- Loss of hearing, vision, taste, touch, smell, and speech
- Lack of sexual function
- Thinking: Decreased
- Reading, writing, communication skills
- Safety awareness
- Thought processing
- Problem-solving skills
- Reduced self-esteem
- Mood swings
- Lack of social skills
- Lack of motivation
- Depression, anxiety
- Frustration, stress
- Lack of anger management
- Lack of coping skills
- Irritability, agitation
- Inappropriate behavior (lack of self-awareness, excessive crying or laughing)
Individuals with brain injuries may have difficulty entering or re-entering the workforce, handling social interactions and personal relationships, and have limited employment opportunities.
They are also at a higher risk for alcohol and drug abuse and often have an inability to handle basic household and personal tasks.
How Applied Behavior Analysis is used to Support Rehabilitation and Independent Living Among Those with Brain Injuries
The applied behavior analyst’s job is not to treat individuals with brain injuries according to their symptoms, but instead their behaviors and how those behaviors are affected by environmental factors.
Applied behavior analysts carefully study the antecedents (what happens before the behavior), the behavior (the individual’s responses or skills), and the consequences (what happens after the behavior) of individuals with brain injuries. For example:
- Antecedent: The individual tries to escape or avoid unpleasant situations or stimuli or may respond negatively to certain sounds, lights, smells, and tastes.
An individual has difficulty handling crowded rooms accompanied by a lot of noise.
- Behavior: The brain injury reduces the individual’s ability to perform previously learned skills and learn new skills. Poor insight and judgment are common.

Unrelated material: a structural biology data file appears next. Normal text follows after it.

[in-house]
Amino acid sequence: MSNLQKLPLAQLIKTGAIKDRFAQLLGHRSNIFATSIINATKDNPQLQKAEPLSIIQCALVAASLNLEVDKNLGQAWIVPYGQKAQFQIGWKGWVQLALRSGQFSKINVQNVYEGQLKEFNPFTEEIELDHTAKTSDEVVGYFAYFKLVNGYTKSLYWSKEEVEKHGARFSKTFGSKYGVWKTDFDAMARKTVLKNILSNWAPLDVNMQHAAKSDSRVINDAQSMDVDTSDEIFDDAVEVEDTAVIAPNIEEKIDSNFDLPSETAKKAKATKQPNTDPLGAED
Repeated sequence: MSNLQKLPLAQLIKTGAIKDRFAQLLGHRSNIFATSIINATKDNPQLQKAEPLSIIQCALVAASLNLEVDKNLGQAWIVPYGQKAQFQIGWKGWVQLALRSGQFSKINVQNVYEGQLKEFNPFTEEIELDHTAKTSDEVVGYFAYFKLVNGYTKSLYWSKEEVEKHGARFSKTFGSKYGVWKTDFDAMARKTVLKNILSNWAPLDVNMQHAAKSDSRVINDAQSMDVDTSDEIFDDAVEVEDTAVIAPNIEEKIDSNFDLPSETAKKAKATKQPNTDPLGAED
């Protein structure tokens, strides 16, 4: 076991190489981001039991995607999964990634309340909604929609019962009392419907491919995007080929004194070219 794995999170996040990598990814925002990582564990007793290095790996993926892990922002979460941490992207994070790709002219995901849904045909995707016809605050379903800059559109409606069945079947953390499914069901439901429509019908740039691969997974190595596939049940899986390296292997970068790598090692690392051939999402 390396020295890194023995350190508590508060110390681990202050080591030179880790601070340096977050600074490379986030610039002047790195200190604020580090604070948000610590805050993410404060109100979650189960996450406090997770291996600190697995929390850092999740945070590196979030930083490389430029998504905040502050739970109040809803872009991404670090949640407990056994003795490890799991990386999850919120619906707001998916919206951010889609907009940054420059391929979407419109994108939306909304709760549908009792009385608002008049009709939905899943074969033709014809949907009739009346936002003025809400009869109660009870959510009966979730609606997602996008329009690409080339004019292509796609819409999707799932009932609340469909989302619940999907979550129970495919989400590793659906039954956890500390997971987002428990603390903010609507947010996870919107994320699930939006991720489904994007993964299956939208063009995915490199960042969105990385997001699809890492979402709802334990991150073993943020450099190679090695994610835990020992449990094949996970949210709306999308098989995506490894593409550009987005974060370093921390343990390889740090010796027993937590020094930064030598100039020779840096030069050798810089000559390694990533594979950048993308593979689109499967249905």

As a result of the environment, the individual experiences an emotional outburst.
- Consequence: Along with changes in brain activity, the individual with a brain injury may appear more unstable, easily agitated, and more predictable. Their ability to maintain learned behavior-reinforcing relationships may be hindered.
The individual avoids public places and social situations, thereby putting relationships, employment and socialization at risk.
Understanding antecedents is of particular importance to applied behavior analysts when treating individuals with brain injuries because traditional behavior modification using reinforcement and consequences may be unsuccessful. ABA treatment may include making changes to the environment by eliminating those factors that serve as triggers for problem behaviors.
Applied behavior analysts must take environmental changes into account to provide the individual with a more comprehensive approach. ABA therapies may be focused on:
- Providing the individual with reinforcement when performance and response goals are met
- Establishing a strong connection between compensatory behaviors and consequences
- Providing a great deal of positive reinforcement while minimizing negative reinforcement
Traditionally, ABA therapy for those with TBIs has been focused on changing maladaptive behaviors, although more recently, ABA has been shown to be an effective treatment for relearning ADLs, such as self-care.